“There is no safety, there is no comfort, there is no security for you in this life anymore, unless when you’re walking down the street you can feel a hard rectangle in your pants” preached Jerry Seinfeld on The Tonight Show with Jimmy Fallon last night. The hard rectangle Seinfeld was referring to was the cellphone, or what many of us can easily refer to as our fifth limb.
Depending on who you ask, 2014 is the year of mobile. Or maybe it was 2013. Or maybe it was 2007 when Apple launched the iPhone. In 50 years, we will see when the historians decide to pinpoint as the year for mobile, but one thing we cannot deny in the present. Our dependence on “the hard rectangle” in our pocket is no longer just a matter of social commentary; our dependence is an undeniable fact. Mobile is now, and here are the numbers that back it up.
They come like clockwork at the end of every event: event surveys. Whether by paper, email or app, these simple questions have to walk a tightrope between not asking too many questions (so as not to spook the attendee) and asking enough questions to get some useful information back about the event. Event organizers fret over how to walk that line, when it really doesn’t matter. When was the last time you saw ten percent survey completion? You’re usually lucky to see five percent.
And from those paltry responses come even slimmer information. What’s the last thing you learned from the post event survey? That the room was too cold? That one of the breakout sessions was boring? What exactly is an event organizer supposed to do with this “information?” Read more…
It’s a tragic love story, one of supreme highs and terrifying lows. A tale of of surprise, love, confusion and fear. And while no one dies at the end, it is the story of a million endings and a million new beginnings.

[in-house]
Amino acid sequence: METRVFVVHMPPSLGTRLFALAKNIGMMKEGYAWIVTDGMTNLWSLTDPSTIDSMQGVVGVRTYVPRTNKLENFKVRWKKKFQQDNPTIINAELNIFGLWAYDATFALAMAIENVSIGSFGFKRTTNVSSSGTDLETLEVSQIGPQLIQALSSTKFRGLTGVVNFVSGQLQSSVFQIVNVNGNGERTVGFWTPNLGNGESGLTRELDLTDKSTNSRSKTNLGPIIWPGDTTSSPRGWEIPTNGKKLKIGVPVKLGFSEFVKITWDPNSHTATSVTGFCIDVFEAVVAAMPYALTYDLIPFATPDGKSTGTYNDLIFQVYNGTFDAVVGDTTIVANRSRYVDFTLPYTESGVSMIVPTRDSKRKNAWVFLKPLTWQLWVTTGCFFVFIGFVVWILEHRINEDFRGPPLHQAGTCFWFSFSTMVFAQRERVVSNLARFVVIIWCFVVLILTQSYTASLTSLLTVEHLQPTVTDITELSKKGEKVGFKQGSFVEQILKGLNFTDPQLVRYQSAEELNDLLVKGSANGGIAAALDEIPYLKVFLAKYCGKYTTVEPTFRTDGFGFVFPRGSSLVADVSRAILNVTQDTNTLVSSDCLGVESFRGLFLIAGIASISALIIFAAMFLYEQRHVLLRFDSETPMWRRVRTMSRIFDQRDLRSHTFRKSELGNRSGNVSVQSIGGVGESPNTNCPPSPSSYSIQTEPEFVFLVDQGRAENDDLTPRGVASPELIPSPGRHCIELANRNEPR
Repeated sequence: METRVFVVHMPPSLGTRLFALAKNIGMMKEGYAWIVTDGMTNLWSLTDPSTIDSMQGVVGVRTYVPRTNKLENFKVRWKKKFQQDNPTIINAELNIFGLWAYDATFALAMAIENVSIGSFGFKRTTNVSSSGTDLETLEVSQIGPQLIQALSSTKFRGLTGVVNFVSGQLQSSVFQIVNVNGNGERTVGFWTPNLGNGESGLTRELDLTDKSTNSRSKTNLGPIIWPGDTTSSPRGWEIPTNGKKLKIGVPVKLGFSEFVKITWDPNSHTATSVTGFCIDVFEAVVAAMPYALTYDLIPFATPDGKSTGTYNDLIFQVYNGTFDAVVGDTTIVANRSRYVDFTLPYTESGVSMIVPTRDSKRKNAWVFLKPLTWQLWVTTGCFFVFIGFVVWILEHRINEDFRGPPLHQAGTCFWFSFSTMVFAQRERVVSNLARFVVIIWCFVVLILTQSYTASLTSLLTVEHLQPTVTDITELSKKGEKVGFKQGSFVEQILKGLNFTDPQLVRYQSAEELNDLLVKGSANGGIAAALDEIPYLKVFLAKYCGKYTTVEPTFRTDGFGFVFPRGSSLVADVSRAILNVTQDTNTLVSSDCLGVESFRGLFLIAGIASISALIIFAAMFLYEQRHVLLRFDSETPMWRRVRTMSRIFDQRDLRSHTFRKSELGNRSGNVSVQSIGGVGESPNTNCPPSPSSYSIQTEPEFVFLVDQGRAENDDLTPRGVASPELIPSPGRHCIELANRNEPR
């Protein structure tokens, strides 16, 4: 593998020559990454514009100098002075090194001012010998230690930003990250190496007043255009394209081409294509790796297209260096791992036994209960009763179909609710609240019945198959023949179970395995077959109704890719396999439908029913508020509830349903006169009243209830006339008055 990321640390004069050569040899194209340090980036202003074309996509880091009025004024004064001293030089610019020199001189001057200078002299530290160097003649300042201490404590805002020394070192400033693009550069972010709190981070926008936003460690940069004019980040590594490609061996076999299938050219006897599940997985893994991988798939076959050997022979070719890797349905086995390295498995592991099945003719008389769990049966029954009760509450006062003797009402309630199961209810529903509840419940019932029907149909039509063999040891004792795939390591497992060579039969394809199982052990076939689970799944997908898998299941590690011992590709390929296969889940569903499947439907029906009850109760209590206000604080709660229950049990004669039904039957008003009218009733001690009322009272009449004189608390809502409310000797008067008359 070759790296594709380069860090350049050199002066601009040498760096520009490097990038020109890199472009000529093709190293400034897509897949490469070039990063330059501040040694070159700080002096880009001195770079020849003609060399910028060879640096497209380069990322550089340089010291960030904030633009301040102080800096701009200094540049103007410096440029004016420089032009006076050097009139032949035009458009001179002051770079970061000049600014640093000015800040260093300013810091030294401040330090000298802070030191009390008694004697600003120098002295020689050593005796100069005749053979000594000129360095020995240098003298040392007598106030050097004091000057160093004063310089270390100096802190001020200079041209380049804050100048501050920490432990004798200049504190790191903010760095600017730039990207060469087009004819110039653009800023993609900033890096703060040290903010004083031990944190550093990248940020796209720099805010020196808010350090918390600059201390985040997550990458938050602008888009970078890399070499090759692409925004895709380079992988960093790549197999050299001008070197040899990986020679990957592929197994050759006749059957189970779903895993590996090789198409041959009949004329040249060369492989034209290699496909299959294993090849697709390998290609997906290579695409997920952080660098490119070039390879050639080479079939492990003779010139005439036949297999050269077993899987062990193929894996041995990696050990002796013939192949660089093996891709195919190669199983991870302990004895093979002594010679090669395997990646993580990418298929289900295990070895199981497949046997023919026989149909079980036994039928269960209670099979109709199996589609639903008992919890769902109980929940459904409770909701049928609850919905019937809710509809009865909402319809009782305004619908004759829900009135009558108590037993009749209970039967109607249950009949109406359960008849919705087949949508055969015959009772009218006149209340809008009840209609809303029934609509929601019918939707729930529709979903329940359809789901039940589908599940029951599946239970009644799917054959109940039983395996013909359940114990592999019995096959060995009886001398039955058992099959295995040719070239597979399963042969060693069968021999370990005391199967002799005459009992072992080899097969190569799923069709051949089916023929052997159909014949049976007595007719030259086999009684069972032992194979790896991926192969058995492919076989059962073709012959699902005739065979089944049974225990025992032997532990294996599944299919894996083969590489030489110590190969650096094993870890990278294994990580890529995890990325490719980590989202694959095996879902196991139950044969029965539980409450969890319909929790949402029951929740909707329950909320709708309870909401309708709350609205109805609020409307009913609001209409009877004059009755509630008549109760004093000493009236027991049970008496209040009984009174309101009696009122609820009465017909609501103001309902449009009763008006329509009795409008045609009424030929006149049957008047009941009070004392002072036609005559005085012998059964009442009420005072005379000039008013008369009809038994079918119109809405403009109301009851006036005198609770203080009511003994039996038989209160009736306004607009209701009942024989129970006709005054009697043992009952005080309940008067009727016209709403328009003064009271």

Of course, I’m telling the story of Blackberry/RIM.
And if you think this is as cruel as a “kick me” note pinned to the back of a coma patient, it’s not. It is a story, like all stories, that tells us something deeper about ourselves and how the world works. The story of BlackBerry is about change and engagement. In this case, the story of Blackberry tells us the story as to why your event app implementation succeeded or failed. Read more…
As the world changes faster and faster, is there anyone who can state that employee education and training isn’t crucial to remaining competitive in the global market? Do you really want your staff to figure out new technology, new processes and new strategies on their own? Or can you see the value of a centralized, structured training program to align and motivate your staff?
Cue all eyes turning to the training department.
No other department in the organization knows how to build and deliver the training that keeps staff motivated, improving and productive. Training professionals have a deep tool set to make training resonate with employees, to make it feel less academic and more like something personally useful and usable.
One tool not considered when thinking of the training tool set is a mobile app. Despite the fact that mobile is the personal and connecting technology of choice, its cost usually keeps it out of training’s hands. Only the largest companies can give training a mobile development budget.
There are a lot of great arguments for having an event app. An event app can deliver content just in time, enhance what’s being said on stage, provide a walled-garden social media channel, help people with complementary needs and solutions find each other and make the event more exciting and meaningful.
But what often gets overlooked when considering an event app is the question of data it provides and the analytics it powers.
This is surprising, because the world of marketing has started to look more like an MIT mathematics retreat more than Mad Men. The old adage that “half my advertising is wasted, but I don’t know which half” has stayed as relevant as a Blockbuster franchise. This is the age of Google AdWords, banner ads that allow you to retarget visitors who left your site without completing a purchase, and path analytics that indicate which of the ten brand impressions a customer saw this week actually lead to a conversion.
Marketers, once were leary of numbers, have fallen in love with data because it helps them figure out where to spend more money and where to spend less money while still growing awareness and activation. But there’s an issue. Read more…